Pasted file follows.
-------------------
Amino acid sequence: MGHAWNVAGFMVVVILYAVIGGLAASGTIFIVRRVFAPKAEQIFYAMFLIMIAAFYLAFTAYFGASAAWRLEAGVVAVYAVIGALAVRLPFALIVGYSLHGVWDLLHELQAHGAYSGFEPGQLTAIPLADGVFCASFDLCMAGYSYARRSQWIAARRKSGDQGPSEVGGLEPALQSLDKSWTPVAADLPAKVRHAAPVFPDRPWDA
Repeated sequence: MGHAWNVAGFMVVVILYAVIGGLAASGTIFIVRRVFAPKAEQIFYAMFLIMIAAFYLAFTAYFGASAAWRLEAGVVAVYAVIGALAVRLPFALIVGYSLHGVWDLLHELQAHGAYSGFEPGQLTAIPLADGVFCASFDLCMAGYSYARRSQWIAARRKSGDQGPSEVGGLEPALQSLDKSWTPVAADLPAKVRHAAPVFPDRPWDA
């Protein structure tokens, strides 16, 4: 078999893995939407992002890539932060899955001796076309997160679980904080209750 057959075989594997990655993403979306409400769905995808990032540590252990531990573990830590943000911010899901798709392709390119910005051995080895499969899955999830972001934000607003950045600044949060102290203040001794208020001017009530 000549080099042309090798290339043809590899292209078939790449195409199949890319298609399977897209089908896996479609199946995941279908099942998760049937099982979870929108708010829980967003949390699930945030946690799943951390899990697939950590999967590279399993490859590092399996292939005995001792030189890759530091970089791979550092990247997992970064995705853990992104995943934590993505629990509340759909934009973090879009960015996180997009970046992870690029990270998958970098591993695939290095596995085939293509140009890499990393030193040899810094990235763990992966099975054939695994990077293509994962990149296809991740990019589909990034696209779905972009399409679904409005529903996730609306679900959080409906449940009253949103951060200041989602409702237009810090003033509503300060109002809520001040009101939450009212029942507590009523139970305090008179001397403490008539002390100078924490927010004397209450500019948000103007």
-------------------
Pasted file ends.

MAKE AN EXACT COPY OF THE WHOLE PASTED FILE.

Amino acid sequence: MGHAWNVAGFMVVVILYAVIGGLAASGTIFIVRRVFAPKAEQIFYAMFLIMIAAFYLAFTAYFGASAAWRLEAGVVAVYAVIGALAVRLPFALIVGYSLHGVWDLLHELQAHGAYSGFEPGQLTAIPLADGVFCASFDLCMAGYSYARRSQWIAARRKSGDQGPSEVGGLEPALQSLDKSWTPVAADLPAKVRHAAPVFPDRPWDA
Repeated sequence: MGHAWNVAGFMVVVILYAVIGGLAASGTIFIVRRVFAPKAEQIFYAMFLIMIAAFYLAFTAYFGASAAWRLEAGVVAVYAVIGALAVRLPFALIVGYSLHGVWDLLHELQAHGAYSGFEPGQLTAIPLADGVFCASFDLCMAGYSYARRSQWIAARRKSGDQGPSEVGGLEPALQSLDKSWTPVAADLPAKVRHAAPVFPDRPWDA
């Protein structure tokens, strides 16, 4: 078999893995939407992002890539932060899955001796076309997160679980904080209750 057959075989594997990655993403979306409400769905995808990032540590252990531990573990830590943000911010899901798709392709390119910005051995080895499969899955999830972001934000607003950045600044949060102290203040001794208020001017009530 000549080099042309090798290339043809590899292209078939790449195409199949890319298609399977897209089908896996479609199946995941279908099942998760049937099982979870929108708010829980967003949390699930945030946690799943951390899990697939950590999967590279399993490859590092399996292939005995001792030189890759530091970089791979550092990247997992970064995705853990992104995943934590993505629990509340759909934009973090879009960015996180997009970046992870690029990270998958970098591993695939290095596995085939293509140009890499990393030193040899810094990235763990992966099975054939695994990077293509994962990149296809991740990019589909990034696209779905972009399409679904409005529903996730609306679900959080409906449940009253949103951060200041989602409702237009810090003033509503300060109002809520001040009101939450009212029942507590009523139970305090008179001397403490008539002390100078924490927010004397209450500019948000103007």